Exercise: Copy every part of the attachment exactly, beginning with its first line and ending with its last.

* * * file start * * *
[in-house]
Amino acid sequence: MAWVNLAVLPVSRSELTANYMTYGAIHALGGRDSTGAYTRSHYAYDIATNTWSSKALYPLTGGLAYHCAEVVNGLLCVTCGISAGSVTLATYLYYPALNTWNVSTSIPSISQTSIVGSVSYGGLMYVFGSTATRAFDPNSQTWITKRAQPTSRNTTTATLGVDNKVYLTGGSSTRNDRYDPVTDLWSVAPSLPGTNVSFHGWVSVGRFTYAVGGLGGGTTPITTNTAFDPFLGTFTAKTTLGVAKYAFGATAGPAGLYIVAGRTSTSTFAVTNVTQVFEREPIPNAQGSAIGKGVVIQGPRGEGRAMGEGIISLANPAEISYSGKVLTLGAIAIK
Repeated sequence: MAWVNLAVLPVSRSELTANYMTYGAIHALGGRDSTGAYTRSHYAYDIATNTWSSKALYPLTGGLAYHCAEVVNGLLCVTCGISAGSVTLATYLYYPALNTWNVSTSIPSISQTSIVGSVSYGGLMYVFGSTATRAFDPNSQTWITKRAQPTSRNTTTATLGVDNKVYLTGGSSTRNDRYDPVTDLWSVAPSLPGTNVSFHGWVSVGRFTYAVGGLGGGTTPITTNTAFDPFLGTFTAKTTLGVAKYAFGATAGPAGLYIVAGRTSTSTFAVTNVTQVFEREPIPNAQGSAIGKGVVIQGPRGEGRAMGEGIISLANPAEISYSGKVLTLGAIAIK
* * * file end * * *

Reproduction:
[in-house]
Amino acid sequence: MAWVNLAVLPVSRSELTANYMTYGAIHALGGRDSTGAYTRSHYAYDIATNTWSSKALYPLTGGLAYHCAEVVNGLLCVTCGISAGSVTLATYLYYPALNTWNVSTSIPSISQTSIVGSVSYGGLMYVFGSTATRAFDPNSQTWITKRAQPTSRNTTTATLGVDNKVYLTGGSSTRNDRYDPVTDLWSVAPSLPGTNVSFHGWVSVGRFTYAVGGLGGGTTPITTNTAFDPFLGTFTAKTTLGVAKYAFGATAGPAGLYIVAGRTSTSTFAVTNVTQVFEREPIPNAQGSAIGKGVVIQGPRGEGRAMGEGIISLANPAEISYSGKVLTLGAIAIK
Repeated sequence: MAWVNLAVLPVSRSELTANYMTYGAIHALGGRDSTGAYTRSHYAYDIATNTWSSKALYPLTGGLAYHCAEVVNGLLCVTCGISAGSVTLATYLYYPALNTWNVSTSIPSISQTSIVGSVSYGGLMYVFGSTATRAFDPNSQTWITKRAQPTSRNTTTATLGVDNKVYLTGGSSTRNDRYDPVTDLWSVAPSLPGTNVSFHGWVSVGRFTYAVGGLGGGTTPITTNTAFDPFLGTFTAKTTLGVAKYAFGATAGPAGLYIVAGRTSTSTFAVTNVTQVFEREPIPNAQGSAIGKGVVIQGPRGEGRAMGEGIISLANPAEISYSGKVLTLGAIAIK